This Aldridge has the ego of a man who sees his talent as destiny. He is not about to be handled. We see disaster’s warnings up close as Aldridge and his leading lady rehearse in view of their colleagues, and then from the stage as they enact the violent handkerchief scene (with jealous Othello man-handling his Desdemona at the peak of literally bruising fury) to their London audience.
In what amounts to a time-shifting quadruple-play, modern actors Johnstone and Cross create the roles of 19th-century actors who are bringing 16th-century Shakespearean characters to life in a tragedy that touches on ancient taboo. The sexual heat erupting from this tour-de-force is tinder to a fire. We watch dark-skinned servant Connie – Tiffany Renee Johnson, in a lovely turn – reacting in protective silence as the inevitable backlash unfolds. But neither she nor any of Aldridge’s increasingly sympathetic colleagues, who respect real theater when they see it, can contain the hostile forces unleashed.
Did rival Charles, in a “Iago” turn, poison the pens of London’s newspaper critics? We may choose to ponder this, but Chakrabarti’s play is no exegesis on Iago. She’s more interested in Aldridge himself and the currents swirling around him – the forward movement and the counterwaves of pushback
I first saw this play at Chicago’s more intimate Raven Theatre stage in 2016, where the reaction of the fraught actors confronted by their awkward circumstance was nicely nuanced. In Chicago Shakespeare’s production, director Gary Griffin loses none of that, while giving us a sense of the grand stakes in the balance as one producer’s impulsive act unleashes an unchecked wave of fury. Scott M. Davis’ scenic design is set off with touches of gilding; a stunning red curtain-in-the-round drops in like judgment from above. Quick-change scenarios hurtle the players against the resisting arcs of myth and human imperfection.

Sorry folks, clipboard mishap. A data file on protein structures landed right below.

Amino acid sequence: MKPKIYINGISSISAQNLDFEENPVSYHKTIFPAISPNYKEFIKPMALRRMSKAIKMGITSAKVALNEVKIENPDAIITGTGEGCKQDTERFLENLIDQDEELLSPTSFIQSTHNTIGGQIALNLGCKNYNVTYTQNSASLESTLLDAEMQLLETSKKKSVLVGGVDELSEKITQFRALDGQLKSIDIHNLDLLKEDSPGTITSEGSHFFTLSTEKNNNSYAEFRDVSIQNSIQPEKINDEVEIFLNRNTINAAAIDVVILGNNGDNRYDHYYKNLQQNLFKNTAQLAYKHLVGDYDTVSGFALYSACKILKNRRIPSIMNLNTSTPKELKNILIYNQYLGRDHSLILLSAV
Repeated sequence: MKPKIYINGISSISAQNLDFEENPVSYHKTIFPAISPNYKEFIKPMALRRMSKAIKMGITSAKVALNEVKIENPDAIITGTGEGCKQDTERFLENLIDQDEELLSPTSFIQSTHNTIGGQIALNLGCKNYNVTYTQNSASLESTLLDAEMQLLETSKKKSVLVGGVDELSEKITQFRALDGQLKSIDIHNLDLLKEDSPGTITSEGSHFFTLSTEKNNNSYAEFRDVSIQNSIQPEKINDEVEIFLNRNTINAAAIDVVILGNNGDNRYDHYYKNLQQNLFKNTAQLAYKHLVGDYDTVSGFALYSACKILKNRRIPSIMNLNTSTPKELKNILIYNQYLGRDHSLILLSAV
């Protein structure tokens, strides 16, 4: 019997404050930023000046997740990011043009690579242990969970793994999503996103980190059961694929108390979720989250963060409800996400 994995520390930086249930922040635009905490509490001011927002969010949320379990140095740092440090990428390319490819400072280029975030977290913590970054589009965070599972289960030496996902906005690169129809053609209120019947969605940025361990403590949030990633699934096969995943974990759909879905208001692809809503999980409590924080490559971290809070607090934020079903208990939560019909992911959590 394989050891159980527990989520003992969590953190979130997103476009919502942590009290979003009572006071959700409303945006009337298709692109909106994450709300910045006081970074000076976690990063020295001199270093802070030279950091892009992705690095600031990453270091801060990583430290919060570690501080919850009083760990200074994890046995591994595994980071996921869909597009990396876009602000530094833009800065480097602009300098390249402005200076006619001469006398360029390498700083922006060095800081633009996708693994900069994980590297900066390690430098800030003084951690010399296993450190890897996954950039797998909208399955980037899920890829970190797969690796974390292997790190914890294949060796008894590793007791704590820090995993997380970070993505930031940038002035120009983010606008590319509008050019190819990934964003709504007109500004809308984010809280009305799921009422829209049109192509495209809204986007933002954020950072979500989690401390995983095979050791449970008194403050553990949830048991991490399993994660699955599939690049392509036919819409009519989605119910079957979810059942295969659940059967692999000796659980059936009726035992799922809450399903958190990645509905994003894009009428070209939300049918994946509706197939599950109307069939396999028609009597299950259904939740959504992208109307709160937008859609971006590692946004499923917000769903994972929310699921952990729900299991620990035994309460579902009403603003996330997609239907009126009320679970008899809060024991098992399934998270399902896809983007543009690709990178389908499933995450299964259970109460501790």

Aldridge’s was an era in which actors still adopted the teapot stance; a black Othello might have seemed too real in certain circumstances. But in fact Aldridge did play Othello successfully – and the great roles of Shylock, Richard III, Macbeth and King Lear, too – mostly in Europe, including Scandinavia and Russia, where he was bestowed honors by many heads of state. Aldridge’s death was front-page news in the New York Times, which noted on Aug. 12, 1867, that Aldridge had been about to embark on an American tour, beginning with his debut at New York’s famed Academy of Music: “Death has prevented the fulfillment of his intention.”
To deal with Aldridge’s European career of eminence, which contrasts with the Covent Garden disaster, Chakrabarti uses a framing device. She writes an opening scene from Łódź, Poland, in the year that Aldridge will die. A novice reporter has crashed her way backstage, blindsiding the cantankerous star in full pre-performance mode. She attempts to extract some details about Covent Garden, invoking high-decibel, bass-baritonal wrath, most of it directed at his long-suffering butler (charmingly droll Roderick Peeples).
Does the structural device work as theater? Not really. But it is nice to be reminded of Aldridge’s historical success at the height of his career. Cracow’s assessment of an Othello in his mid-forties was typical:
“This the first time we have seen a true Othello on the Cracow stage. [His] ugly features, according to the European standard of beauty, became richly beautiful, the sonorous organ of his voice became gentle to a murmur, and his strong eye melted with tenderness. And with that, what confidence and meaningful gestures! At moments of utmost elevation – the fury of a wild beast, but not a scuffle; a howl, but not a shriek in his voice. So must have been Othello when the poet’s genius created him.”